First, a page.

North Face Looks to Training Gear to Boost Sales Beyond WinterLindsey Rupp
The North Face, whose jackets are ubiquitous on ski slopes and climbing expeditions, is making its biggest push yet to get consumers to wear its gear in the gym.
The clothing brand is airing its first-ever spring TV commercial on Wednesday to promote its Mountain Athletics apparel for strength and conditioning training. The company, which is owned by VF Corp., has boosted marketing spending for the line by 50 percent since its introduction last year, aiming to win over weekend warriors preparing for a long-term goal.
“If you want to be a better skier or run your first half-marathon, there are specific workouts you can do to be better at that sport,” Todd Spaletto, North Face’s president of the Americas, said in an interview. “It’s not like someone goes and climbs Mt. Ranier one day because they have flex Fridays -- there’s an emphasis on everyday training that goes with that.”
Sales of North Face’s performance apparel, including training and running gear, jumped more than 30 percent last year, Spaletto said. And while North Face expects the segment to continue to be the fastest-growing part of its business for several years, it’s facing a crowded market. Brands like Nike Inc. make gear for almost any sport, and niche players such as Lululemon Athletica Inc. are muscling in on general workout gear. Even traditional apparel retailers like Urban Outfitters Inc. are offering their own workout clothes.
To stand out, North Face must capture outdoor enthusiasts and capitalize on the general trend toward healthy living, said Corinna Freedman, an analyst at BB&T Capital Markets.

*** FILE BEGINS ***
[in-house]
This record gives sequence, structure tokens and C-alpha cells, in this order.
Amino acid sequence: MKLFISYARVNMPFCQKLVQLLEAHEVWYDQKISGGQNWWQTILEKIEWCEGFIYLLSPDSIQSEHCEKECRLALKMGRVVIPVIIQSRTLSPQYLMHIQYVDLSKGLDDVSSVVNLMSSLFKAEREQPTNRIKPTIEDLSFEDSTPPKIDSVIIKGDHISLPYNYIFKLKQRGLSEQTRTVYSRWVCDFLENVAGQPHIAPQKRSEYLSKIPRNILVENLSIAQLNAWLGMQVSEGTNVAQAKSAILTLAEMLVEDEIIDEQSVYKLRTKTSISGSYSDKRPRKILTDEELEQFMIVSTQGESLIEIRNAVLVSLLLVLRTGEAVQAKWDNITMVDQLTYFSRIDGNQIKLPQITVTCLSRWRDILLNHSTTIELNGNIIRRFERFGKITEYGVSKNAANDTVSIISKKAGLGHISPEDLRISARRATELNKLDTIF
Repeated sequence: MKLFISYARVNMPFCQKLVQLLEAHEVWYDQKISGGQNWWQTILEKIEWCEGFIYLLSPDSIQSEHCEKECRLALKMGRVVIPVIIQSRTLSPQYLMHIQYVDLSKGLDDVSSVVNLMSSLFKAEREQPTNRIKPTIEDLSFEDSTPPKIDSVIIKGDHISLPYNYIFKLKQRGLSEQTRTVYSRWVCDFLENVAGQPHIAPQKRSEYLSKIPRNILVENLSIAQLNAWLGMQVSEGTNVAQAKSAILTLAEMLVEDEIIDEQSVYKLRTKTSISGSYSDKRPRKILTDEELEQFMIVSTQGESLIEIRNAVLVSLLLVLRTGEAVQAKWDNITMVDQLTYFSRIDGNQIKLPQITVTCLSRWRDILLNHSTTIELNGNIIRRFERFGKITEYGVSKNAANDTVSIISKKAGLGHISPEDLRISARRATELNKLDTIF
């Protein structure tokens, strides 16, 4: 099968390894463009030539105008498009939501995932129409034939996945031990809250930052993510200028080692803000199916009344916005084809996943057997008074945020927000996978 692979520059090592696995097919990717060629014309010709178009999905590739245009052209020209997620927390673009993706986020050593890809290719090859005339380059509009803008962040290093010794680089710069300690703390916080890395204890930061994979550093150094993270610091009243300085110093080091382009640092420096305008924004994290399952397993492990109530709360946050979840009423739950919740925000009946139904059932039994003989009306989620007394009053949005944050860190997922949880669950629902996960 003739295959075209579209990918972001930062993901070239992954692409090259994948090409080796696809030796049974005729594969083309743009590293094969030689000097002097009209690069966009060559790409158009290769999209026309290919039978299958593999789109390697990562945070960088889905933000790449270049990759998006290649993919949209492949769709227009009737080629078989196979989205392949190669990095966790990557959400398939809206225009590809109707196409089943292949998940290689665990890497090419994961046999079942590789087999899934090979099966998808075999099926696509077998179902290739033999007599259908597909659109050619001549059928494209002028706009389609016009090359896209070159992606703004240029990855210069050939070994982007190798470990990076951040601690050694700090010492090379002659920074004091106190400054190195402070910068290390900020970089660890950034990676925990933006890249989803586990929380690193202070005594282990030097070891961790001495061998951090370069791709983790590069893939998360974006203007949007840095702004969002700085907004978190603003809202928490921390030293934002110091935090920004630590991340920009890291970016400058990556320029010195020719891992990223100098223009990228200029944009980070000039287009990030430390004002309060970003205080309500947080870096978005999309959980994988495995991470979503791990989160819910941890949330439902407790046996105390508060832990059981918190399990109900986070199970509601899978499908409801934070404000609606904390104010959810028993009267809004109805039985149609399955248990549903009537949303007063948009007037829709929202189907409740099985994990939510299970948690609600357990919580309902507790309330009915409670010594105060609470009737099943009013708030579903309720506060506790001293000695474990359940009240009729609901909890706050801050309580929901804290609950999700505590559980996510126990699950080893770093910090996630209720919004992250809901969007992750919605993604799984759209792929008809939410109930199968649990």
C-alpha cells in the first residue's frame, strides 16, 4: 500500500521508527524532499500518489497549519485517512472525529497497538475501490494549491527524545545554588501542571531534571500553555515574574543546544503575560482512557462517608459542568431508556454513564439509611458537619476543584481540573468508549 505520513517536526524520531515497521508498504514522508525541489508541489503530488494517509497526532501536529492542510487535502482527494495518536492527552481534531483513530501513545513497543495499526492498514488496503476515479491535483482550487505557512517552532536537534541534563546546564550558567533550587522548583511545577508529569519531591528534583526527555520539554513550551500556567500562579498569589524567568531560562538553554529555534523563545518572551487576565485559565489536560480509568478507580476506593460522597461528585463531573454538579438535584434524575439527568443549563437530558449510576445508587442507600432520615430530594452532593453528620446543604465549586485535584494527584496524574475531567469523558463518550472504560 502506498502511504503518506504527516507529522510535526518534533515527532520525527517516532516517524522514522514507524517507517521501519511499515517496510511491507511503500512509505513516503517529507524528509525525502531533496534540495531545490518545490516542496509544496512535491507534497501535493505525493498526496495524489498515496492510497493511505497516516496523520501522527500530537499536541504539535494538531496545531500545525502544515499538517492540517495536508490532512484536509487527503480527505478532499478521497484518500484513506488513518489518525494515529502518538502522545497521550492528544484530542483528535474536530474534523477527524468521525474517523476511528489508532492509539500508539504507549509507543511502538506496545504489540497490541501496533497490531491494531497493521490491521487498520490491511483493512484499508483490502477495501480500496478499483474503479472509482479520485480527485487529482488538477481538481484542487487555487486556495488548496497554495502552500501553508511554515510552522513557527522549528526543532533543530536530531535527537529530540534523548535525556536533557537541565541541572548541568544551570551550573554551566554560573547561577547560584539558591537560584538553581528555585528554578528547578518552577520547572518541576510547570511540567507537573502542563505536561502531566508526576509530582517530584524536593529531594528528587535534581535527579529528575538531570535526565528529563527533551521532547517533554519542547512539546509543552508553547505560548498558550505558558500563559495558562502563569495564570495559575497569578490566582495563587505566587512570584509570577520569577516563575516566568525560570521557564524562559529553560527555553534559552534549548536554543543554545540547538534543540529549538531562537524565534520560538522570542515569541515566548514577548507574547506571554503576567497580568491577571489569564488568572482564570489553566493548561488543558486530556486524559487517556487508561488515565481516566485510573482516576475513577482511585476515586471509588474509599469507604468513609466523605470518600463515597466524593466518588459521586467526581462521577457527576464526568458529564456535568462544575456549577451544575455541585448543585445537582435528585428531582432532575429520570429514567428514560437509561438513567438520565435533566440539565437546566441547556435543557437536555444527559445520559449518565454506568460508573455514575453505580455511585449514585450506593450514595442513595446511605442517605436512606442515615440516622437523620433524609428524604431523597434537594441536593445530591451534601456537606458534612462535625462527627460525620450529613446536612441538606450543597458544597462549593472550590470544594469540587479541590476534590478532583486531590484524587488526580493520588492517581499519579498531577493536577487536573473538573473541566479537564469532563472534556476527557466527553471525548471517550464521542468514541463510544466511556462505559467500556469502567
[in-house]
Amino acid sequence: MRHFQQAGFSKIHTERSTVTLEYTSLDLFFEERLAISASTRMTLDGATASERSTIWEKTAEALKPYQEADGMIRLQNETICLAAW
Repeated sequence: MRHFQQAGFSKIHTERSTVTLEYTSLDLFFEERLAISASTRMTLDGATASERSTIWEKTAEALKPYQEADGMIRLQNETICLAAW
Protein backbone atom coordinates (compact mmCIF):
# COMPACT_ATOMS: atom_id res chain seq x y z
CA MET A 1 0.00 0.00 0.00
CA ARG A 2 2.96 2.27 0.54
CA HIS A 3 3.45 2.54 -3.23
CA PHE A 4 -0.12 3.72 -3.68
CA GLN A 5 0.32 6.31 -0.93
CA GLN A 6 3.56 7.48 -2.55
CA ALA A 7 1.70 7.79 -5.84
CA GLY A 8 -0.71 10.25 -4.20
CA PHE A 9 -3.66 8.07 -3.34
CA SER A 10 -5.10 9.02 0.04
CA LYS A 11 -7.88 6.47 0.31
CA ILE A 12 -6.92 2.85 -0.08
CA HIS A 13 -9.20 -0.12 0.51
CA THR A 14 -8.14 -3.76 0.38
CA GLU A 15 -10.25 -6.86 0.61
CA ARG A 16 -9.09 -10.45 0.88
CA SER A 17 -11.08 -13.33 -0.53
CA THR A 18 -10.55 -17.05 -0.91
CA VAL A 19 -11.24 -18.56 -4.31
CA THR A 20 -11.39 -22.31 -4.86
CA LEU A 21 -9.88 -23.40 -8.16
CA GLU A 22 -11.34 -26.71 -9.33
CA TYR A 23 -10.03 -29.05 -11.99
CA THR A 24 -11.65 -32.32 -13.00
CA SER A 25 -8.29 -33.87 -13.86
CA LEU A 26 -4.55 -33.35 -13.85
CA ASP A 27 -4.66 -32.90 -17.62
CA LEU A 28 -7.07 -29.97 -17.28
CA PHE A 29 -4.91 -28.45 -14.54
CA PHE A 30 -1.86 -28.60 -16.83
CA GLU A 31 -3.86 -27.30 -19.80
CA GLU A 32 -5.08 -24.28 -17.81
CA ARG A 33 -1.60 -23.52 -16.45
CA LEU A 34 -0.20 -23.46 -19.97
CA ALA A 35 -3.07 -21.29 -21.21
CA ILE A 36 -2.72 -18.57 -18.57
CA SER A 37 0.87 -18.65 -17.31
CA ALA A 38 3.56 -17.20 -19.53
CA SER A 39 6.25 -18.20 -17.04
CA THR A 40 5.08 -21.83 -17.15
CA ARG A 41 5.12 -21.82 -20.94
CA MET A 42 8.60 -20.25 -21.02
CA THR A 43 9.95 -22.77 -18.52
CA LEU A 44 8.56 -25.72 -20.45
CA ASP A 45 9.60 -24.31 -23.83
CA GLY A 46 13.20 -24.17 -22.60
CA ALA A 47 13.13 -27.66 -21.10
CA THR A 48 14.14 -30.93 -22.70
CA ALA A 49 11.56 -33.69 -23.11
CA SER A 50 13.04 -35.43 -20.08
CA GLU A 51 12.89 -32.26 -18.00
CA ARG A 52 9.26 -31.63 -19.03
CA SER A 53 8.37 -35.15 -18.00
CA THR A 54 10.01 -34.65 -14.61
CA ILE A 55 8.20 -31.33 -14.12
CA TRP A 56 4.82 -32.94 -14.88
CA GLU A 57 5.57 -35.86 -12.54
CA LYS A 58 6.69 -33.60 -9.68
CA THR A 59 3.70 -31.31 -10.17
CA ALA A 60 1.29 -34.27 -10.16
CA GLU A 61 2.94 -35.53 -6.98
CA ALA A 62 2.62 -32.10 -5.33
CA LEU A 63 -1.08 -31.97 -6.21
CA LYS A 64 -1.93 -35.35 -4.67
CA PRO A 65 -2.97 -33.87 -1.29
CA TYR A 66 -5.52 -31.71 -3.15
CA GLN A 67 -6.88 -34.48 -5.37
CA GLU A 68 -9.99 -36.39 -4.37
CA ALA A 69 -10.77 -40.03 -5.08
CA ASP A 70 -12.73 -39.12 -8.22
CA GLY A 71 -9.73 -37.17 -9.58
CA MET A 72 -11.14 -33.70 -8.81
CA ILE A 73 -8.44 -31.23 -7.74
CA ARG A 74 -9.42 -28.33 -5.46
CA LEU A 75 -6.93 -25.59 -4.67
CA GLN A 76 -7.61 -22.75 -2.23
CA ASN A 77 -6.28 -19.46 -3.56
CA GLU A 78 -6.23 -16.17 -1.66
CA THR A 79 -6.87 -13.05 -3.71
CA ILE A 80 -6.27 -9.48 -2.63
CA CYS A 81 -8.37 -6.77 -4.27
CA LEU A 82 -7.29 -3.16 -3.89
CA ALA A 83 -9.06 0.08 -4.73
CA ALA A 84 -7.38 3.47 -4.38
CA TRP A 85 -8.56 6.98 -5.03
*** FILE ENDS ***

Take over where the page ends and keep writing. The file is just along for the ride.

“If you’re going to climb a mountain, you’ve got to train before then, and they’d rather have you train in their apparel than Nike or Under Armour,” said Freedman, who has a buy rating on VF Corp.
In 2014, North Face brought in $2.2 billion in revenue -- an 11 percent increase from the previous year -- for Greensboro, North Carolina-based VF Corp. This year, the company expects a low-double-digit percentage rise in revenue, excluding currency fluctuations. The hope is that a greater portion of those sales will come outside winter.
Following the example of brands from Nike to Lululemon, North Face is looking to connect with consumers in local communities. As part of its campaign, North Face has formed a partnership with the November Project, an organization that promotes free fitness classes, to host strength and conditioning workouts twice weekly in Washington, New York, San Francisco, Chicago and Boston.
The brand has also unveiled a free IPhone app that provides six-week training programs specific to several outdoor sports, including video tutorials, from North Face-sponsored athletes.
The approach represents a stronger push toward becoming a lifestyle brand, said Bridget Weishaar, an analyst at Morningstar Investment Services.
“This is really specific and focused on being a better climber or skier or hiker -- they’ve differentiated as much as they possibly can,” she said.
North Face already has products in more than 500 specialty stores, giving it a way into the fitness market. But it doesn’t want to court gym rats. The company is targeting consumers who are looking beyond a CrossFit class and toward a finish line, Spaletto said.
“We’re not about maxing out on a bench press or looking at yourself in the mirror,” he said.